Former United Nations chief Ban Ki-moon, who was expected to run for the upcoming South Korean presidential elections, on Wednesday (February 1) ruled out his bid.
Ban did not formally announce his presidential bid, but indicated a strong willingness to run in the election even before his return to Korea on January 12 after 10 years of service at the world body.
Ban's star power had declined in an intense political climate, reeling from impeachment charges against President Park Geuyn-hye, the Journal noted.
"I have chose to give up the pure intention of trying to lead political change and accomplish national reconciliation", he said.
He said, without elaborating, that he tried to dedicate himself to resolving a national crisis and achieving unity but his "pure patriotism" and push for political reform were badly damaged by political slander and "fake news " that targeted him. If she's thrown out, presidential elections, originally set for December, would instead be held within two months.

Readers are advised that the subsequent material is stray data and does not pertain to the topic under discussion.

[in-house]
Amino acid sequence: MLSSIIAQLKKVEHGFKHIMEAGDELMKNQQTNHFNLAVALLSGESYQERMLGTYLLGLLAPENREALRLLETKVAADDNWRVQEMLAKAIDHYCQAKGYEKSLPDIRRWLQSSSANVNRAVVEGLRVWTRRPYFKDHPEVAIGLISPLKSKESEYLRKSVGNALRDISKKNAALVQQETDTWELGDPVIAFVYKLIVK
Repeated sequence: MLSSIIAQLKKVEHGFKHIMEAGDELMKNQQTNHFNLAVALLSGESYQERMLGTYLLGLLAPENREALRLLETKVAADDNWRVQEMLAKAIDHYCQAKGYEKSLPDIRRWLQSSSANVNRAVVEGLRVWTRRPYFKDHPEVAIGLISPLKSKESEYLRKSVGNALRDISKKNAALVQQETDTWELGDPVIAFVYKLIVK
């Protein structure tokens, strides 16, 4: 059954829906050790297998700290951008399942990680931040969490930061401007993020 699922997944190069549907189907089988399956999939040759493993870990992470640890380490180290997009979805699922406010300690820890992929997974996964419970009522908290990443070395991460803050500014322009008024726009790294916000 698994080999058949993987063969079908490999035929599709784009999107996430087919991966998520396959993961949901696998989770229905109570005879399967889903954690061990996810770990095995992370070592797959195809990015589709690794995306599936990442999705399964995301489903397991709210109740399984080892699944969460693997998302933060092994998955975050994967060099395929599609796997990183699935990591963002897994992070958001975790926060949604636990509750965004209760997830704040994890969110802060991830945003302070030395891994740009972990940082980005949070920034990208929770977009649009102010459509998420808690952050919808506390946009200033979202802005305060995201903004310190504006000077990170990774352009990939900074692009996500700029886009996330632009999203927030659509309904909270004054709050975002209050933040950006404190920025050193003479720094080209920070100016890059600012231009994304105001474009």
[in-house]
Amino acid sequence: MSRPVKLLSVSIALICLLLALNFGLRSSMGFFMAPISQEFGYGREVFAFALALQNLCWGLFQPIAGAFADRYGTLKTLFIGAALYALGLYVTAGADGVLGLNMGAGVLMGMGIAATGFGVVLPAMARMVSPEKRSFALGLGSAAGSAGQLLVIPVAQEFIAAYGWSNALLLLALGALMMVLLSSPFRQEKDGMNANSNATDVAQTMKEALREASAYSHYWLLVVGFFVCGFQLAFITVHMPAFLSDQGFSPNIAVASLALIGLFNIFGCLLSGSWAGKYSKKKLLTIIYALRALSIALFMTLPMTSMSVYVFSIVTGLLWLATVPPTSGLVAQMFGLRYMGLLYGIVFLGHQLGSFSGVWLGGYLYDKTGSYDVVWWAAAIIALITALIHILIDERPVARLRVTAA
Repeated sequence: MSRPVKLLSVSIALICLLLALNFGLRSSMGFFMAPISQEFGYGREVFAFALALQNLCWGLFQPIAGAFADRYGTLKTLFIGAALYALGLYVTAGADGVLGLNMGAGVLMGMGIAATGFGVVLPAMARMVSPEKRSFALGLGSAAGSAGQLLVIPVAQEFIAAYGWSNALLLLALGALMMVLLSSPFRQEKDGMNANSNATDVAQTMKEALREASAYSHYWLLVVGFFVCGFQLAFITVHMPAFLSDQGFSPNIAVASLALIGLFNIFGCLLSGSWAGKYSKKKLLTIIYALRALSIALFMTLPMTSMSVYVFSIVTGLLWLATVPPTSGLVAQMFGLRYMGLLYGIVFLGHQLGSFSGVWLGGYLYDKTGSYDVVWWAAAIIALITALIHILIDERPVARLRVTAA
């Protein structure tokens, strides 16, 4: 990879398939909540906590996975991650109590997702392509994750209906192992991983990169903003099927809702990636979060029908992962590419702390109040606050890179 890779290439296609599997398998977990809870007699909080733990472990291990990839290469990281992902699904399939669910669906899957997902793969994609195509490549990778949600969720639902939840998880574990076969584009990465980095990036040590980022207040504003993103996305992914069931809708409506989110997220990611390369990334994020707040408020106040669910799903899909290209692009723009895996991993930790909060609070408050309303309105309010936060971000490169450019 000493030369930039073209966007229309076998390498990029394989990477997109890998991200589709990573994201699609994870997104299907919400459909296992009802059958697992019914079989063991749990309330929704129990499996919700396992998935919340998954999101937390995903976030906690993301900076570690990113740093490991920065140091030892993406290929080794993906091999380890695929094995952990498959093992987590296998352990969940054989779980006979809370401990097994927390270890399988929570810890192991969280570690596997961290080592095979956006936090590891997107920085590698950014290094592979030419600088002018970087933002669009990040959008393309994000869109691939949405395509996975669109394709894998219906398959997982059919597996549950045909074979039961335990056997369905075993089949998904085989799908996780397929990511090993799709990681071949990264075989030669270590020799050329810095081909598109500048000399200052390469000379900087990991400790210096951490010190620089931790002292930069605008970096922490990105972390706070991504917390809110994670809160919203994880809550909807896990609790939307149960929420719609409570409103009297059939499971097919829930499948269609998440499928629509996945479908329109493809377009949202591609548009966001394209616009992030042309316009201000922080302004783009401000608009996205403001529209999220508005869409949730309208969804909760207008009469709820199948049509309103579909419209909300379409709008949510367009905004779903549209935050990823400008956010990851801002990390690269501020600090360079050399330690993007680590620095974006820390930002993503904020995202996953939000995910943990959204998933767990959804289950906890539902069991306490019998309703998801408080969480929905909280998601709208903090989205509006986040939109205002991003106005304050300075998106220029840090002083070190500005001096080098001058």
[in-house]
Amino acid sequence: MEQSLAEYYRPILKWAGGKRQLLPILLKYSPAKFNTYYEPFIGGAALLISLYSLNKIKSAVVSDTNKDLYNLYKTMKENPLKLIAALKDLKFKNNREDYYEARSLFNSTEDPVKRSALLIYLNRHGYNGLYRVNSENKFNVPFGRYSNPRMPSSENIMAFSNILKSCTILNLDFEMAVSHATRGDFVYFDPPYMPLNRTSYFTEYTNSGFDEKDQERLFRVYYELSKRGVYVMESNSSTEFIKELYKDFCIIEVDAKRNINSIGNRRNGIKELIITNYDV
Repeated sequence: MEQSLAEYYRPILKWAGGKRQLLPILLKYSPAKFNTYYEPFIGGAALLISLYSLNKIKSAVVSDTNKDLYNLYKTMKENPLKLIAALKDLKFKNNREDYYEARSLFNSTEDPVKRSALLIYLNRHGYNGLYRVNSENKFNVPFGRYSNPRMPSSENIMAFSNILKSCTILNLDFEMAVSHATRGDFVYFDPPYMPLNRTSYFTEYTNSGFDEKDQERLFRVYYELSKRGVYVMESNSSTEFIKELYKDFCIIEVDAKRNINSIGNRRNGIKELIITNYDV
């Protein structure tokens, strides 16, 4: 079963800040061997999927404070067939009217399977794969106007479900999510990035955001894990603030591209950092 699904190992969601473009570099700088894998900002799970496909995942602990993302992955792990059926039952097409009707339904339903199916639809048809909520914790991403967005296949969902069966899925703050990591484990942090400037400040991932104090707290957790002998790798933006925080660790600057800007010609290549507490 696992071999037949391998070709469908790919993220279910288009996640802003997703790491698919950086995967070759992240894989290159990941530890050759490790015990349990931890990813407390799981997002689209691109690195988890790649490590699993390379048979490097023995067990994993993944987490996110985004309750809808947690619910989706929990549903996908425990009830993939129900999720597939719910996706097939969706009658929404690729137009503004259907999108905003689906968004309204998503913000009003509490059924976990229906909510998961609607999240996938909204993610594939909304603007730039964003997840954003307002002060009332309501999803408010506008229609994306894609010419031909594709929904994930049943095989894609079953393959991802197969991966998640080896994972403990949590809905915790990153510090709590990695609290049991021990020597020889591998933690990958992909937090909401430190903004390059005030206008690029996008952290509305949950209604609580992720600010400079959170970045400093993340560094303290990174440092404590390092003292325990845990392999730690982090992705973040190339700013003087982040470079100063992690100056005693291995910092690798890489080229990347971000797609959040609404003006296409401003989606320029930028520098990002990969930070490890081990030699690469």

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In past administrations, the DNI and chairman of the joint chiefs were included as regular members of the Principals Committee. Also attending was the chairman of the Joint Chiefs of Staff , the highest-ranking military official in the US government.
It follows his less than successful return to Seoul last month, marred by a series of perceived PR gaffes and a scandal involving family members.
Mr Ban had been expected to run as a conservative but was unable to secure any party affiliation.
It is bound to benefit Moon, a former leader of the main opposition Democratic Party, who has maintained a lead in various recent opinion polls.
Ban returned to South Korea on January 12 after serving 10 years as United Nations chief but had been unable to capitalise on his much-anticipated homecoming, cutting a sometimes-irritable figure in public and mired in a series of perceived PR gaffes and a scandal involving family members.
There had been little to propel Mr Ban's chances for the presidency in the absence of a political base and the lack of a clear message after his return from New York, Prof Kim said.